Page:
DEA is committed to making sure patients can get the care they need in the event a doctor or medical facility is unable to provide treatment due to enforcement action against the medical provider.
On October 5, 2023, DEA arrested a nurse practitioner in Buffalo, New York, on charges of conspiracy to distribute oxymorphone. The medial provider is accused of over-prescribing oxymorphone to select patients who then sold a portion of those pills for a profit, with the expectation they would share that profit.
At the time of the arrest, the medical practitioner surrendered his registration and consequently is unable to prescribe and dispense controlled substances. This potentially left some patients without a medical provider.
When this occurs, DEA notifies the Centers for Disease Control and Prevention’s Opioid Rapid Response Program (ORRP) as part of an interagency, federal effort to help mitigate overdose risks among patients who lose access to a prescriber of opioids, medications for opioid use disorder, or other controlled substances.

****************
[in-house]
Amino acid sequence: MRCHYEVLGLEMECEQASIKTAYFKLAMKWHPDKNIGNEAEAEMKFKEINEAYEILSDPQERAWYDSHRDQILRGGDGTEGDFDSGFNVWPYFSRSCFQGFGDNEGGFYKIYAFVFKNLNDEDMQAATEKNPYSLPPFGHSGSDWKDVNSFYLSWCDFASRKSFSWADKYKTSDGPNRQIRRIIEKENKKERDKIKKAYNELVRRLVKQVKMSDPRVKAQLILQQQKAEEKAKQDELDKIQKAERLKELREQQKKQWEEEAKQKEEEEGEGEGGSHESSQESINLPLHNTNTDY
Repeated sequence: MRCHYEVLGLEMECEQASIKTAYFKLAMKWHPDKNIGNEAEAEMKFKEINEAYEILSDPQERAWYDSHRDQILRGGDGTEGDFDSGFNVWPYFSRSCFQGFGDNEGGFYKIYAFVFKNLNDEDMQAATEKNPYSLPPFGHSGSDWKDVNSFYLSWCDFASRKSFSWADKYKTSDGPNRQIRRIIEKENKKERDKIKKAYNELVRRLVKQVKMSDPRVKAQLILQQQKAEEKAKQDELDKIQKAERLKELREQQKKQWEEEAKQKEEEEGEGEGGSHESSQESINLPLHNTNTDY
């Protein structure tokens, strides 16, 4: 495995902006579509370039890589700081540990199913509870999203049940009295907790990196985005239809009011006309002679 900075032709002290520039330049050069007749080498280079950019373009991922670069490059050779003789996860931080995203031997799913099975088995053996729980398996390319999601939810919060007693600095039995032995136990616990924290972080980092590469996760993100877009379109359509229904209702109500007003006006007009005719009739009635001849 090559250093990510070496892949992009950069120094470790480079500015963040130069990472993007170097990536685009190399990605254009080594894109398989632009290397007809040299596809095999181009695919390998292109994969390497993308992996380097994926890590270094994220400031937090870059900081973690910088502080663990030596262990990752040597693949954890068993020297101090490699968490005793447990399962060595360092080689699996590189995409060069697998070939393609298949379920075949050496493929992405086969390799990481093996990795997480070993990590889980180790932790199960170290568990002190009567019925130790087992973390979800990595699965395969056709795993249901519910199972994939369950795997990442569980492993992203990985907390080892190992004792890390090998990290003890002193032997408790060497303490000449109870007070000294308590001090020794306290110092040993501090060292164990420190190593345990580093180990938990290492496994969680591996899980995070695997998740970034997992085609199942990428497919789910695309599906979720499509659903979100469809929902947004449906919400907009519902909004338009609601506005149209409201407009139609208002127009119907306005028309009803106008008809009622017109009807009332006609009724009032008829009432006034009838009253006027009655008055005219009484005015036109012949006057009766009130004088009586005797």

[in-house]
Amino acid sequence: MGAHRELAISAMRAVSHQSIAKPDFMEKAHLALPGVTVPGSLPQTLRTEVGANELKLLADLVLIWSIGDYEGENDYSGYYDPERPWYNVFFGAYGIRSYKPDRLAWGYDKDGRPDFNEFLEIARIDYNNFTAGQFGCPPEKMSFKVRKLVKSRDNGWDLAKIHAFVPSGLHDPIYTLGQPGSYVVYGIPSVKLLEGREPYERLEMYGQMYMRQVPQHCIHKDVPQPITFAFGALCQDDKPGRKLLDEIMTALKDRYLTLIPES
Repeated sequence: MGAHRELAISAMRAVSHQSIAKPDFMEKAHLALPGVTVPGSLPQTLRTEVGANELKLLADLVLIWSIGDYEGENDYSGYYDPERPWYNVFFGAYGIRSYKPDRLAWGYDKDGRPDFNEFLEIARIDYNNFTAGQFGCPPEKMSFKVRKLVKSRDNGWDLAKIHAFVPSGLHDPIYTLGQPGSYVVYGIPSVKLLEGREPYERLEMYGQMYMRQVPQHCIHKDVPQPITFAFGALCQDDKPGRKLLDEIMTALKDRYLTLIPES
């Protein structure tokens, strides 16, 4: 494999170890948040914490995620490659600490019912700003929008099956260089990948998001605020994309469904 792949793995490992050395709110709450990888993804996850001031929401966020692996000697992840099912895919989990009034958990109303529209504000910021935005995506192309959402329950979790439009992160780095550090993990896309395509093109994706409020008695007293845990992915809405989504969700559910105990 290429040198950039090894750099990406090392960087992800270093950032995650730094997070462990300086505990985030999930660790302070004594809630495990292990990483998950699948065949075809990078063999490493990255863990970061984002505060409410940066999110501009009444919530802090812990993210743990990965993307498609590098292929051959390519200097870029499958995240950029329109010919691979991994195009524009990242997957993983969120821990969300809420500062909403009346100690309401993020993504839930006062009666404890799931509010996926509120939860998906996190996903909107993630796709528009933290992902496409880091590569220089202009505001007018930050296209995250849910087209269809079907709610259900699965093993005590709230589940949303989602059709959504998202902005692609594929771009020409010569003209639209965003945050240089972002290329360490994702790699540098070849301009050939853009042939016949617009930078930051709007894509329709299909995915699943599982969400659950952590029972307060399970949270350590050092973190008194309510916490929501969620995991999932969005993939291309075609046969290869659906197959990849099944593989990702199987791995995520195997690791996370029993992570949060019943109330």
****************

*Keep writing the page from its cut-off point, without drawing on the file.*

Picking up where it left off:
Patients taking a medication that causes dependency, including, but not limited to, opioids, benzodiazepines, and stimulants cannot abruptly stop taking the medication or they may experience painful withdrawal symptoms.
The program works with state and local health departments to prepare for and respond to disruptions in patient care. Notifications may also be made to local emergency departments and hospitals. Resources vary by state and locality, so the response will differ.